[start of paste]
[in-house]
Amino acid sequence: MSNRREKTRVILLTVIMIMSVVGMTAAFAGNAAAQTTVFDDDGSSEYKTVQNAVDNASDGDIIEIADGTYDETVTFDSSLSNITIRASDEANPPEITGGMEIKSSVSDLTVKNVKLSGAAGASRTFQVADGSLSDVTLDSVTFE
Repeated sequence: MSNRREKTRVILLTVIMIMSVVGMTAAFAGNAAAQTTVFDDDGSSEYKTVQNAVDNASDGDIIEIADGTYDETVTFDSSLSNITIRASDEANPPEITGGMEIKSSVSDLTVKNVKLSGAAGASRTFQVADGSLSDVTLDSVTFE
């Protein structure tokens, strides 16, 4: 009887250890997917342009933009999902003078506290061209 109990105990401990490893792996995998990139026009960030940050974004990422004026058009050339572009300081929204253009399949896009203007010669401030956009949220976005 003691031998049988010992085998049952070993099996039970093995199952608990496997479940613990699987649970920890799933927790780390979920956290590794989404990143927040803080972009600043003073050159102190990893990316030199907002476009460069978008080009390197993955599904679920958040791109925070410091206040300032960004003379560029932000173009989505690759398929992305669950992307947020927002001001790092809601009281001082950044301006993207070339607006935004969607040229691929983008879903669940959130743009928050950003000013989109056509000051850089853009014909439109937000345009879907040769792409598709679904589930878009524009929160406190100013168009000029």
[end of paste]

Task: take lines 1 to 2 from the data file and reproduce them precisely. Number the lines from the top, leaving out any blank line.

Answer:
[in-house]
Amino acid sequence: MSNRREKTRVILLTVIMIMSVVGMTAAFAGNAAAQTTVFDDDGSSEYKTVQNAVDNASDGDIIEIADGTYDETVTFDSSLSNITIRASDEANPPEITGGMEIKSSVSDLTVKNVKLSGAAGASRTFQVADGSLSDVTLDSVTFE